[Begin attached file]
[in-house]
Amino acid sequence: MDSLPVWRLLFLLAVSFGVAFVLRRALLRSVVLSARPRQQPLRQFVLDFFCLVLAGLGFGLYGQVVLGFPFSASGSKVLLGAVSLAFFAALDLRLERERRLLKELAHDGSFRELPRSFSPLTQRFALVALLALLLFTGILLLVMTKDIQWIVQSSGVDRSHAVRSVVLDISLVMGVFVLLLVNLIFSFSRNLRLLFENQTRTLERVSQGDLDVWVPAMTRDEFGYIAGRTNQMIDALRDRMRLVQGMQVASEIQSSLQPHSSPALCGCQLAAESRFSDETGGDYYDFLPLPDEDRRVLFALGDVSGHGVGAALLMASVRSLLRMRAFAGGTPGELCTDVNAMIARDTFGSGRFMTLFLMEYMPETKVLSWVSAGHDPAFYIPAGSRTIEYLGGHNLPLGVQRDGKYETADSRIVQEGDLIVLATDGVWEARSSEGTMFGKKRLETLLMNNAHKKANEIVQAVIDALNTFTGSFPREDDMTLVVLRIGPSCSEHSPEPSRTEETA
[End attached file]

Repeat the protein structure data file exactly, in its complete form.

[in-house]
Amino acid sequence: MDSLPVWRLLFLLAVSFGVAFVLRRALLRSVVLSARPRQQPLRQFVLDFFCLVLAGLGFGLYGQVVLGFPFSASGSKVLLGAVSLAFFAALDLRLERERRLLKELAHDGSFRELPRSFSPLTQRFALVALLALLLFTGILLLVMTKDIQWIVQSSGVDRSHAVRSVVLDISLVMGVFVLLLVNLIFSFSRNLRLLFENQTRTLERVSQGDLDVWVPAMTRDEFGYIAGRTNQMIDALRDRMRLVQGMQVASEIQSSLQPHSSPALCGCQLAAESRFSDETGGDYYDFLPLPDEDRRVLFALGDVSGHGVGAALLMASVRSLLRMRAFAGGTPGELCTDVNAMIARDTFGSGRFMTLFLMEYMPETKVLSWVSAGHDPAFYIPAGSRTIEYLGGHNLPLGVQRDGKYETADSRIVQEGDLIVLATDGVWEARSSEGTMFGKKRLETLLMNNAHKKANEIVQAVIDALNTFTGSFPREDDMTLVVLRIGPSCSEHSPEPSRTEETA